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AddRan College of Liberal Arts


Jim Riddlesperger

In recognition of his 42 years of dedicated service to his students and the greater Horned Frog community, James “Jim” Riddlesperger, Ph.D., has been nominated as a 2024 Piper Professor. The award, presented annually by the Minnie Stevens Piper Foundation, comes with a $5,000 honorarium and is bestowed upon professors throughout Texas for superior teaching at the college level. The 10 winners for 2024 will be announced during a ceremony in May.

A professor of political science, Riddlesperger was nominated by his friend and fellow political science professor, Ralph Carter, Ph.D., who was named a Piper Professor in 2014. “Ralph and I have been friends for a long time. We started her together in 1982,” Riddlesperger recalled. “Regarding my nomination, I think he said something like, ‘It’s time, Jim.’ I was very flattered that he thought of me.”

Piper Professors are university instructors with a long history of effective teaching. “At TCU, we promote the notion of teacher/scholar,” Riddlesperger explained. “We aren’t just people who go into the classroom — we’re also very active in our discipline, conducting research and writing, and we want to instill those abilities in our students, as well. In addition, the Piper Professorship has to do with being plugged into the community. It specifically mentions activities such as Scouting and church involvement. So, for me, that was an easy fit, because we’ve been plugged into the local community for a long time.”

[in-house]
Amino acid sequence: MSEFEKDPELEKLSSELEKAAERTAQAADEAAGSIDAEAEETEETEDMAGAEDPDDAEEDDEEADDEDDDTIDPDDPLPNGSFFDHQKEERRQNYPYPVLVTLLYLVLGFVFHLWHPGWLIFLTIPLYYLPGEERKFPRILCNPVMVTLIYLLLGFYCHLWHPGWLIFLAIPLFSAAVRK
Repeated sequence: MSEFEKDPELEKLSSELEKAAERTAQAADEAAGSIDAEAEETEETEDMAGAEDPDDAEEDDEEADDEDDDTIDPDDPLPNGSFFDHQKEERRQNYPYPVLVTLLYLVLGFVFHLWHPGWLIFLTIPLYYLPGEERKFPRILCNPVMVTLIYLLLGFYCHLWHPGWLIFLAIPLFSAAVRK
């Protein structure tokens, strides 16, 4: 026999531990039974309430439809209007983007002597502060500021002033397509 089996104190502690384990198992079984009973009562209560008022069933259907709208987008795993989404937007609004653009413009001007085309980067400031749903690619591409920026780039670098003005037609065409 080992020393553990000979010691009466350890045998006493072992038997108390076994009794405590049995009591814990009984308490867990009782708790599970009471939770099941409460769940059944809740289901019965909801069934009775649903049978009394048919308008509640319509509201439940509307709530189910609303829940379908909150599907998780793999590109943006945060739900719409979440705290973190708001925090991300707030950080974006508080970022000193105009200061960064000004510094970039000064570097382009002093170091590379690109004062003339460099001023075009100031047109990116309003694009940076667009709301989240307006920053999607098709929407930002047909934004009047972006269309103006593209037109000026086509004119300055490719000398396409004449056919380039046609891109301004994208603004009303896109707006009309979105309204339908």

Riddlesperger says he is extremely honored to be nominated as TCU’s Piper Professor, but that a greater reward has been the many relationships he has built during his tenure as a faculty member of TCU and AddRan.

“I’ve been here a long time, and I’ve won a number of teaching awards and other honors that come to you as a professor,” Riddlesperger said. “It’s always gratifying when they happen, but the truth is that the greatest reward for being a faculty member is in the relationships that you build with students and colleagues. And not just at the university, but nationwide. I’m blessed to have scores of students who have remained in contact, and I’ve watched them develop their careers and have successful lives. I’m very proud of their accomplishments, which is the true reward. It’s not a plaque on the wall or a certificate, it’s the deep relationships that you form over the years with people who are meaningful in your life.”

Riddlesperger started his teaching career at TCU in 1982. He anticipated eventually moving on to another position elsewhere, but quickly found a welcoming home at TCU and never looked back.

“TCU was the perfect place for my family,” Riddlesperger says. “My boys played on the TCU campus when they were young, and my wife received her nursing degree from TCU and taught in the College of Nursing for nearly 20 years.”